The games crafting system is remarkably fun and rewarding, with the progression in terms of what you can craft feeling natural and justified. You’ll start off with very little, using the dirt of the earth to form structures for your town and collecting tree branches to make wooden clubs. As time progresses however, you’ll have sprawling buildings made of stone, and the wooden clubs and stone swords of old will be replaced with iron swords, shields, and armour. Seeing both your town and character progress throughout your time in Dragon Quest Builders feels immensely rewarding and deserved for the effort you’ve put in.
Upgrading your town walls from dirt to stone or brick is always a great feeling
Unlike many crafting games such as Minecraft and Factorio, the crafting systems in Dragon Quest Builders are remarkably simple. Simplicity could be perceived negatively, but I believe the game’s crafting has been handled perfectly, in a way which allows people of all ages to progress through the game comfortably. Want to make ingots? Gather the required resources and craft them using the furnace. The ease of crafting allows for mindless collecting, encouraging you to go out and collect as much as you can while away from your town, and seeing what you can make when you return. There’s even an item you can craft called the Colossal Coffer, an enormous chest that will hold items you’ve picked up, even if you inventory is full. To make owning this item even more amazing, you can withdraw and deposit items from the coffer wherever you are. The fact that this is an option further allows Dragon Quest Builders to be a game in which you can farm resources to your heart’s content. As someone who has a strong hatred for over-encumbrance in games such as Fallout 4 and Skyrim, it is a great relief knowing that I don’t have to make return trips to collect a few pieces of iron that I left behind.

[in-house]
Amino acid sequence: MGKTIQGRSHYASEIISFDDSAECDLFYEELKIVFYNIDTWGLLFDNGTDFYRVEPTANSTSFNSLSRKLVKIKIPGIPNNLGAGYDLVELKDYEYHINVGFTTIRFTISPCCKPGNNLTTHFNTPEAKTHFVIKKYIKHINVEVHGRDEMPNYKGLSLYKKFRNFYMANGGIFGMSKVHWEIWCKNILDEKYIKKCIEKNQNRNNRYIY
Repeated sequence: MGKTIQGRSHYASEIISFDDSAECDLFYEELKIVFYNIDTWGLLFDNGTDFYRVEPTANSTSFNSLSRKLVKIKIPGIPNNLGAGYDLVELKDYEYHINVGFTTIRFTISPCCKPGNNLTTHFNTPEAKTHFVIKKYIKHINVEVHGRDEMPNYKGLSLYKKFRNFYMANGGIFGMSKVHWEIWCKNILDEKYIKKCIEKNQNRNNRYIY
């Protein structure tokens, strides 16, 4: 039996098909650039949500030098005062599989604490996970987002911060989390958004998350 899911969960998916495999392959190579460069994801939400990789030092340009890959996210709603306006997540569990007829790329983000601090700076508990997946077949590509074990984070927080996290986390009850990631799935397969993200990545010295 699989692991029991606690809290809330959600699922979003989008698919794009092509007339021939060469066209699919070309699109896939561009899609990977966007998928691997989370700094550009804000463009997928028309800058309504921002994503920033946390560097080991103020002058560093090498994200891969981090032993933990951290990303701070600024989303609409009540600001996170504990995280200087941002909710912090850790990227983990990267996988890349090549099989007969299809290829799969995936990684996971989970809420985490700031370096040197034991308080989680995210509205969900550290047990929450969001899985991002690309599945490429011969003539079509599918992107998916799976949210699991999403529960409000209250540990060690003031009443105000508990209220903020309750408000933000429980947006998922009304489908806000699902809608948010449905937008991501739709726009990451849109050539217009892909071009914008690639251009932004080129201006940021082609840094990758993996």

No JRPG is complete without combat, and Dragon Quest Builders offers players a simplistic hack and slash approach to taking out Slimes and other creatures that get in your way. You slash your sword constantly until the enemy dies, and that’s basically it. You do get a spin attack that can be charged up to deal more damage, but besides that, there is nothing more to the game’s combat. This would probably be an overwhelming negative if the game was solely an RPG, however the enemies you kill don’t provide the player with experience, instead offering items that are used to craft. The combat is simply an extension to mining for materials, and combat only needs to be engaged in when you require resources or when town invasions/boss fights occur. The combat is simple, but I don’t believe it to be bad. A little variety in combat would be nice, but it’s nothing to knock the game down for.
I woke the dragon and he wasn’t pleased